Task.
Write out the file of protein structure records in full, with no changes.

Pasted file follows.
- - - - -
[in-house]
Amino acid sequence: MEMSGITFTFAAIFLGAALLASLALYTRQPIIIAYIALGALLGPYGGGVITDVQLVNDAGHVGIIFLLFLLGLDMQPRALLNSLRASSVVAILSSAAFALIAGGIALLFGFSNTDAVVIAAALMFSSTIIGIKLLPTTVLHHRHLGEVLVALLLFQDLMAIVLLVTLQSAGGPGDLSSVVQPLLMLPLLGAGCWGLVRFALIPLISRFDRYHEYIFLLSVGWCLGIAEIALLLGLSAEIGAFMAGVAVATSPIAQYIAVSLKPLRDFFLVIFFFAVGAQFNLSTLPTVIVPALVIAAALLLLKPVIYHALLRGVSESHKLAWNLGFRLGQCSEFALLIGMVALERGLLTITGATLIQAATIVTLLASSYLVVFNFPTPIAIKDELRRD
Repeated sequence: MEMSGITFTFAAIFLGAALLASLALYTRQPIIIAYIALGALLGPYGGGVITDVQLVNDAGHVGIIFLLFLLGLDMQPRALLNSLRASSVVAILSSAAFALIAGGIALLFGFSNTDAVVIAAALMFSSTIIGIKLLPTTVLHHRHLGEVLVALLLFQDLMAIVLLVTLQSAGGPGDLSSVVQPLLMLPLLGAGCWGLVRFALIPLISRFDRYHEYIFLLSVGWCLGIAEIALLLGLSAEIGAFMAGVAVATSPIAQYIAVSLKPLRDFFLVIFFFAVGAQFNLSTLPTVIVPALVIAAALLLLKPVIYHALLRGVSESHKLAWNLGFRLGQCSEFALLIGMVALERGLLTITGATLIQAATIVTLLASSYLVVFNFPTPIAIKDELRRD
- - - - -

[in-house]
Amino acid sequence: MEMSGITFTFAAIFLGAALLASLALYTRQPIIIAYIALGALLGPYGGGVITDVQLVNDAGHVGIIFLLFLLGLDMQPRALLNSLRASSVVAILSSAAFALIAGGIALLFGFSNTDAVVIAAALMFSSTIIGIKLLPTTVLHHRHLGEVLVALLLFQDLMAIVLLVTLQSAGGPGDLSSVVQPLLMLPLLGAGCWGLVRFALIPLISRFDRYHEYIFLLSVGWCLGIAEIALLLGLSAEIGAFMAGVAVATSPIAQYIAVSLKPLRDFFLVIFFFAVGAQFNLSTLPTVIVPALVIAAALLLLKPVIYHALLRGVSESHKLAWNLGFRLGQCSEFALLIGMVALERGLLTITGATLIQAATIVTLLASSYLVVFNFPTPIAIKDELRRD
Repeated sequence: MEMSGITFTFAAIFLGAALLASLALYTRQPIIIAYIALGALLGPYGGGVITDVQLVNDAGHVGIIFLLFLLGLDMQPRALLNSLRASSVVAILSSAAFALIAGGIALLFGFSNTDAVVIAAALMFSSTIIGIKLLPTTVLHHRHLGEVLVALLLFQDLMAIVLLVTLQSAGGPGDLSSVVQPLLMLPLLGAGCWGLVRFALIPLISRFDRYHEYIFLLSVGWCLGIAEIALLLGLSAEIGAFMAGVAVATSPIAQYIAVSLKPLRDFFLVIFFFAVGAQFNLSTLPTVIVPALVIAAALLLLKPVIYHALLRGVSESHKLAWNLGFRLGQCSEFALLIGMVALERGLLTITGATLIQAATIVTLLASSYLVVFNFPTPIAIKDELRRD